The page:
Particularly lively on the highway, the Sorento feels brisk and confident in overtaking manoeuvres and on-the-move acceleration. In terms of headline figures, the Sorento 3.6 will complete the 0-100km/h dash in 8.2-seconds and on to 190km/h, while combined 9.5l/100km fuel economy and 227gkm carbon dioxide emissions are restrained for a 1673kg seven-seat family crossover.
Fitted with a compact designed 6-speed automatic gearbox, the Sorento’s shifts feature a good combination of responsiveness and smoothness, while a “Neutral Control” feature automatically shifts the gearbox into neutral when stopped for more than a few seconds to reduce engine load and improve economy.
Well-spaced gear ratios include a particularly low first gear to provide brisk acceleration and low speed off-road driving. A direct 5th gear allows for good on-the-move flexibility and an overdrive 6th reduces noise and fuel consumption.
Fitted with a part-time four-wheel-drive system, the Sorneto ostensibly drives through its front wheels, but if slippage is detected, up to 50 per cent torque can be sent to the rear wheels for improved traction, and is particularly useful in wet conditions.
Safety and space
Though designed as a road-going crossover and without the benefit of hardcore SUV equipment like a low gear transfer case or locking rear differential, the Kia Sorento is capable of modest off-road abilities.
The Sorento’s four-wheel-drive mode can be locked for an even front-to-rear torque split at up to 40km/h, while 19.7° approach, 17.1° ramp-over and 22.4° departure angles are also useful. With a five-star Euro NCAP rating, the Sorento’s safety level is world class, and the new version features improved rear side members around the fuel tank and other platform strengthening for better crash worthiness.
Up to six airbags and a 130° can be optioned on the new Sorento, while all-disc brakes with ABS, electronic brake-force distribution and brake assistance ensure 36.3-metre stopping distance from 100km/h.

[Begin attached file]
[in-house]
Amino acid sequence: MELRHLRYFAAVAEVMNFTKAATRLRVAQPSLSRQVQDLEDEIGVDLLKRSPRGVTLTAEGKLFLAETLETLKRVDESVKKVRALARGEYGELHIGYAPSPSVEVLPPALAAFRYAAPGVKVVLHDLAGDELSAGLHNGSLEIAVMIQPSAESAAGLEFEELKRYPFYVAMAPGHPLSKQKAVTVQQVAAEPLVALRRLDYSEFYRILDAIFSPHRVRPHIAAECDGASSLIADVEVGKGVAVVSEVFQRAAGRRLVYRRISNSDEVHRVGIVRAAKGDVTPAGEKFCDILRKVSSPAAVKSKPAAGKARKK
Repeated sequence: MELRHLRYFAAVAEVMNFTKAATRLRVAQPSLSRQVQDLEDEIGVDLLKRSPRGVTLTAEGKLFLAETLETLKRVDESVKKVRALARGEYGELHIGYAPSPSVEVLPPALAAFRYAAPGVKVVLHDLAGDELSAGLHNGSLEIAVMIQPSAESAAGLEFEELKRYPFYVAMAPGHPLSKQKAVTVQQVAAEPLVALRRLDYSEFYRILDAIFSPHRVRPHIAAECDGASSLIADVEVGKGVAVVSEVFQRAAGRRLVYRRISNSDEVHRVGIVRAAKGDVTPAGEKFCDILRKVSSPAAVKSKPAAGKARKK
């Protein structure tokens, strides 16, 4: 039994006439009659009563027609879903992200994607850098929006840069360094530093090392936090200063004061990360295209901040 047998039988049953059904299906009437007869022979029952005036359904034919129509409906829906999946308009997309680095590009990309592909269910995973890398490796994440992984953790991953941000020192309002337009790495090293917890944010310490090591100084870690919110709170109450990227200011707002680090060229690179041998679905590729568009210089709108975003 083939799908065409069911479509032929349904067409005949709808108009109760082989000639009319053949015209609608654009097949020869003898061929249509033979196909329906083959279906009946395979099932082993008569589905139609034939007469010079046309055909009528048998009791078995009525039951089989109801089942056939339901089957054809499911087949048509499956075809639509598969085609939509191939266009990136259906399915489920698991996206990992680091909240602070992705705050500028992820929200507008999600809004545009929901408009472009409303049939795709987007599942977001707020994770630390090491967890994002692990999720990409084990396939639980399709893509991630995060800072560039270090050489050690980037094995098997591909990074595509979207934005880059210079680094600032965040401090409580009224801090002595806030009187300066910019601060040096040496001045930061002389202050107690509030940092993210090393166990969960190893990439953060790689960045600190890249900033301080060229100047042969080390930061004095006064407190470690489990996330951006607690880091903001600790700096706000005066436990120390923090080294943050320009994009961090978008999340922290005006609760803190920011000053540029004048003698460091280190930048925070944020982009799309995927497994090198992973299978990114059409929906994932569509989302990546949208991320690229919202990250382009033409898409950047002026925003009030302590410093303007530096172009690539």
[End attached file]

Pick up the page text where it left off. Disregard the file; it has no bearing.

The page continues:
Spacious, comfortable and well-kitted the Kia Sorento’s cabin has also been face-lifted for 2012, with changes primarily being in the centre stack and console. Along with tidier buttons, mouldings and details, the new Sorento’s centre stack receives a colour LCD infotainment screen, while the centre console gets a more up-market treatment, with a slide closing cupholder cover and a leather-bound straight gate gear lever instead of the outgoing open and stepped design.
A full seven-seater with improved legroom and generous front two rows and an adequately useable third row, the Sorento also boasts a deep rear boot floor and luggage capacity ranging from 258-litres with all seats up and 2052-litres with the rear two rows folded. Equipment levels are high, with EX spec models featuring a six-way electric adjustable driver’s seat, Bluetooth hands-free system and panoramic roof.
Engine: 3.5-litre, transverse V6-cylinders
Bore x stroke: 92 x 87mm
Compression ratio: 10.6:1
Valve-train: 24-valve, DOHC, variable timing
Gearbox: 6-speed automatic, four-wheel-drive
Gear ratios: 1st 4.651:1; 2nd 2.831:1; 3rd 1.842:1; 4th 1.386:1; 5th 1:1 6th 0.772:1
Power, PS (kW): 280 (206) @ 6300rpm
Torque, lb/ft (Nm): 248 (336) @ 5000rpm
Top speed: 190km/h
Fuel consumption, combined: 9.5-litres/100km
Carbon dioxide emissions, combined: 227g/km
Track, F/R: 1626/1621
Overhang, F/R: 945/1040mm
Ground clearance: 185mm
Approach/departure/ramp over angles: 19.7°/17.1°/22.4°
Headroom, 1st/2nd/3rd row: 996/995/906mm
Legroom, 1st/2nd/3rd row: 1048/985/804mm
Shoulder-room, 1st/2nd/3rd row: 1506/1491/1045mm
Luggage volume, min/max: 258/2052-litres
Fuel capacity: 70-litres
Aerodynamics: CD 0.34
Kerb weight: 1673kg
Steering: Power rack & pinion
Turning Circle: 10.9-metres
Suspension, F/R: MacPherson struts/multi-link, coils, gas dampers, anti-roll bar
Brakes, F/R: 320mm ventilated discs/302mm discs
Stopping distance: 100-0km/h: 36.3-metres